Joe Hurley and Fred Watt are two of our stalwart veterans, both of them have multiple London appearances earned through Good for Age qualification. Both have been injured but decided to run anyway, because "it’s good training, isn’t it?” Therefore both should be pleased with their ‘training’ runs, with Joe finishing in 3:25 and Fred in 4:08.
Having cracked the sub-3 in Amsterdam 18 months ago, Andy Inchley was disappointed with his time of 3:14 at London. His build up was hampered by injury and illness, which probably contributed. He should console himself with the fact that to be disappointed with 3:14, you have to be a pretty good runner in the first place. And he still holds the Inchley family record!
Milton Keynes (6th May)
Milton Keynes is another new-ish marathon. Five club members were amongst the 2,042 finishers in the race which starts and finishes at Stadium MK. Last year’s race was freezing cold, wet, and flooded in places. This year spectators were rewarded with a glorious May bank holiday, which made it difficult for the runners.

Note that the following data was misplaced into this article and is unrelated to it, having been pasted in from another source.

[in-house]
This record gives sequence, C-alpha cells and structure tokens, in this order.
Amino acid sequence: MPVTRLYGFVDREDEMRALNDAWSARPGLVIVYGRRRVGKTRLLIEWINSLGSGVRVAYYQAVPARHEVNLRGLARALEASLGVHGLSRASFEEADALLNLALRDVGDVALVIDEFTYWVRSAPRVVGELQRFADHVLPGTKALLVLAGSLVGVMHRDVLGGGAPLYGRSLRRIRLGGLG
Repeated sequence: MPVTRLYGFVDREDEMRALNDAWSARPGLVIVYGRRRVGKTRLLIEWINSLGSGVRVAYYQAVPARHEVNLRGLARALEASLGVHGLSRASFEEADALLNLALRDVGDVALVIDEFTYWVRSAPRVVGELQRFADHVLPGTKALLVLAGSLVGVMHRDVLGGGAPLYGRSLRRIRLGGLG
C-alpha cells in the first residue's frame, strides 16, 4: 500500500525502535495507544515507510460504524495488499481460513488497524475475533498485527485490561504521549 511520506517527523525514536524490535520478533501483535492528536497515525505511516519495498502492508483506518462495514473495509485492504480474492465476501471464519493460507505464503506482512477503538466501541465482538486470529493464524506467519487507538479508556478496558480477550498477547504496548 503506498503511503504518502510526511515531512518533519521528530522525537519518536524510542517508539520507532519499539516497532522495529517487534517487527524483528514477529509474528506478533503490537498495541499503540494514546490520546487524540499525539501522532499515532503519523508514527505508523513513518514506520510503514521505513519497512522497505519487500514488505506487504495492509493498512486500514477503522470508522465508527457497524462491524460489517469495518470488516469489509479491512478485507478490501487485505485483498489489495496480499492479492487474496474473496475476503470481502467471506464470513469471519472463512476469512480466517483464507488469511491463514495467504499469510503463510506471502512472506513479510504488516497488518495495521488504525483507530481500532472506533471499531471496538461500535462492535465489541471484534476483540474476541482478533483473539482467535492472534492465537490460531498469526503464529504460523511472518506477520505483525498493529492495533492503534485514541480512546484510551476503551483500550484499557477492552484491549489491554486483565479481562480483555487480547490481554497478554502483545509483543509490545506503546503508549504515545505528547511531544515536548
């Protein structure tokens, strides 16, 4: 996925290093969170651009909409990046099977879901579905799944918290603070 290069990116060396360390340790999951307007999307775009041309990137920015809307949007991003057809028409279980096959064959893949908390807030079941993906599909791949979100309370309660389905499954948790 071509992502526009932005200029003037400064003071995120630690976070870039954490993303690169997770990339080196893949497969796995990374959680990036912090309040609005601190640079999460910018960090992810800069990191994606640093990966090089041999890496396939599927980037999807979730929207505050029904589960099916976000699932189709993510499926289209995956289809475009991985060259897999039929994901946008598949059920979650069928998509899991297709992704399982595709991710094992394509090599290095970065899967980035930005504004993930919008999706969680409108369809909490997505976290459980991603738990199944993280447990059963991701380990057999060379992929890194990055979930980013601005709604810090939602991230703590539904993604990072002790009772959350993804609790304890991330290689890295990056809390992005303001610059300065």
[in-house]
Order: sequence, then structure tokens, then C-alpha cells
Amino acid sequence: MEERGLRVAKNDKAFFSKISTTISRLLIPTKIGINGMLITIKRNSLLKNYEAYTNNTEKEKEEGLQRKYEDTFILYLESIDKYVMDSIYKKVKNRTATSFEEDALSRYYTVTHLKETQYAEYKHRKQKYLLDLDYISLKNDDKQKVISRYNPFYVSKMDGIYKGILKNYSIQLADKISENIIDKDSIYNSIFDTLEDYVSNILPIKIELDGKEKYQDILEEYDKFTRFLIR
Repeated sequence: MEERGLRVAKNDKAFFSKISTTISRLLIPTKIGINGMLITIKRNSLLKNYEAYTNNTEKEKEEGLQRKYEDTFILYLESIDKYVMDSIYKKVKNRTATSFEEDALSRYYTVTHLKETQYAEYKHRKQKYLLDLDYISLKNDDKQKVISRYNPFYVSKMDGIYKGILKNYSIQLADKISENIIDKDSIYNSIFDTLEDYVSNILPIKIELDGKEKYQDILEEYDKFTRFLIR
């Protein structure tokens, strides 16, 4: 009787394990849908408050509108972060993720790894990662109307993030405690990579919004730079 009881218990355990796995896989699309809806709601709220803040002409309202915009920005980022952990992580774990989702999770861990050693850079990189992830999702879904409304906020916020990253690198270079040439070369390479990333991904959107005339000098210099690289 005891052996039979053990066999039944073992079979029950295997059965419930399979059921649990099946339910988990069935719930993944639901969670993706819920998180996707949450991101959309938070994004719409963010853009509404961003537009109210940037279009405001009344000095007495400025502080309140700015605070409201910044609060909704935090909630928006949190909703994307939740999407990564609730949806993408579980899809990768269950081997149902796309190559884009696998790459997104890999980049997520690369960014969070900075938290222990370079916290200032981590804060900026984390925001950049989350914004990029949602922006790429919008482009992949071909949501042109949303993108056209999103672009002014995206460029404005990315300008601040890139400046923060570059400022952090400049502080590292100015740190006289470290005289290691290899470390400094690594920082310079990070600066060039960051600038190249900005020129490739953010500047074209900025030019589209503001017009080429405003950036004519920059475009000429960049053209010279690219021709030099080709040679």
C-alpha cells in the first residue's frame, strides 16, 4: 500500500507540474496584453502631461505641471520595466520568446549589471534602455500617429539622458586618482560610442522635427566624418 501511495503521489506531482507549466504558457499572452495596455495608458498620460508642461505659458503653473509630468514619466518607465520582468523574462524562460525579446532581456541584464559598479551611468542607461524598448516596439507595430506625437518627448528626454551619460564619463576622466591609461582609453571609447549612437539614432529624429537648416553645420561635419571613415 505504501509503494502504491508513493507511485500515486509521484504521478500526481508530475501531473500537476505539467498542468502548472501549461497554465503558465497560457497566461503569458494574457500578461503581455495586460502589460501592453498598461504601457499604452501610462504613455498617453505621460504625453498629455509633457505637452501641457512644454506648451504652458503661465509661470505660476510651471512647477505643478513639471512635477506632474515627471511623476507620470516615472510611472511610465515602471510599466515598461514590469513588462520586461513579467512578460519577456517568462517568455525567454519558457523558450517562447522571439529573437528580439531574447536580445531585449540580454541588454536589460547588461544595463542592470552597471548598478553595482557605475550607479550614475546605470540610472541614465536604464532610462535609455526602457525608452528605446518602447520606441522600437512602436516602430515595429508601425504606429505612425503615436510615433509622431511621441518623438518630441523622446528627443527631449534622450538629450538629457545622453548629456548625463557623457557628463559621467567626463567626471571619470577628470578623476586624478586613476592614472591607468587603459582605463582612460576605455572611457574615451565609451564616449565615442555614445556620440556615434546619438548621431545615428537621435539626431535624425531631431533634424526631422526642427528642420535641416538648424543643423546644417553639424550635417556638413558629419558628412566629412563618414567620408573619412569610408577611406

(This race doesn’t normally fill up, and you can even enter on the day!)
Several of the MK marathoners had slipped under the radar somewhat during the build up, and Gary Stratford certainly falls into that category. Perhaps this demonstrates his training was going well with no dramas. Despite the warm conditions, he put in a stunning run to finish in 3:11. This placed him 59th in the race (19th V40) and earned him a London Marathon qualifying time.
Another club member who has recently caught the Ultra bug is Helen Crossland. She has been gradually increasing the distance of her races with bigger challenges to come later in the year. Her marathon debut of 5:03 is a very solid performance, and useful training miles in the bank!